1. Getting Started

These instructions cover how to get a working copy of the source code and a compiled version of the Jython interpreter. (Jython is the version of Python available from http://www.jython.org.) It also gives an overview of the directory structure of the Jython source code.

OpenHatch has a partly-relevant setup guide for CPython for people who are completely new to contributing to open source.

1.1. Getting Set Up

1.1.1. Version Control Setup (Mercurial)

Jython is developed using Mercurial. The Mercurial command line program is named hg; this is also used to refer to Mercurial itself. Mercurial is easily available for common Unix systems by way of the standard package manager; under Windows, you might want to use the TortoiseHg graphical client.

1.1.2. Version Control Setup (GitHub)

Jython will be developed using git. The git command line program is named git. git is easily available for all common operating systems. As the Jython repo will be hosted on GitHub, please refer to either the GitHub setup instructions or the git project instructions for step-by-step installation directions. You may also want to consider a graphical client such as TortoiseGit or GitHub Desktop.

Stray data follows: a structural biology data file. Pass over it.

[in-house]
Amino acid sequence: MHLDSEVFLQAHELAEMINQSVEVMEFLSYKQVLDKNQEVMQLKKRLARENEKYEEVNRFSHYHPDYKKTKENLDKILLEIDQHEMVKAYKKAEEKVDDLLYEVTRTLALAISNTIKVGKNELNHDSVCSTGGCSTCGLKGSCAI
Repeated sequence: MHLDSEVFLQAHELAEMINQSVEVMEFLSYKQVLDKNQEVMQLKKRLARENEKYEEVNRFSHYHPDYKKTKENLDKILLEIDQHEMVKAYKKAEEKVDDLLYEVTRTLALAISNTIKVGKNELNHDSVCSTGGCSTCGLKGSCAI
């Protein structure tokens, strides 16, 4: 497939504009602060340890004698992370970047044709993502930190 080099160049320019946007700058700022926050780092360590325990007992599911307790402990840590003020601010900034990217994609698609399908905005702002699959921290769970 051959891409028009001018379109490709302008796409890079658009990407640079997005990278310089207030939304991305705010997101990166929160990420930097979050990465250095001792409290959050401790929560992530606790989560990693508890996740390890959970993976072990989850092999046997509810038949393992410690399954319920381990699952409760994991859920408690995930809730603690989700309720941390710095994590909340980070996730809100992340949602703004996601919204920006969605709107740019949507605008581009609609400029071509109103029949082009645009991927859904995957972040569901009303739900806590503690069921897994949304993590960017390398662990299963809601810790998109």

You may also wish to set up your name and email and an SSH key that will allow you to interact with GitHub without typing a username and password each time you execute a command, such as git pull, git push, or git fetch. On Windows, you should also enable autocrlf.

1.1.3. Getting the Source Code Mercurial

One should always work from a working copy of the Jython source code. While it may be tempting to work from the copy of Jython you already have installed on your machine, it is very likely that you will be working from out-of-date code as the Jython core developers are constantly updating and fixing things in their VCS. It also means you will have better tool support through the VCS as it will provide a diff tool, etc.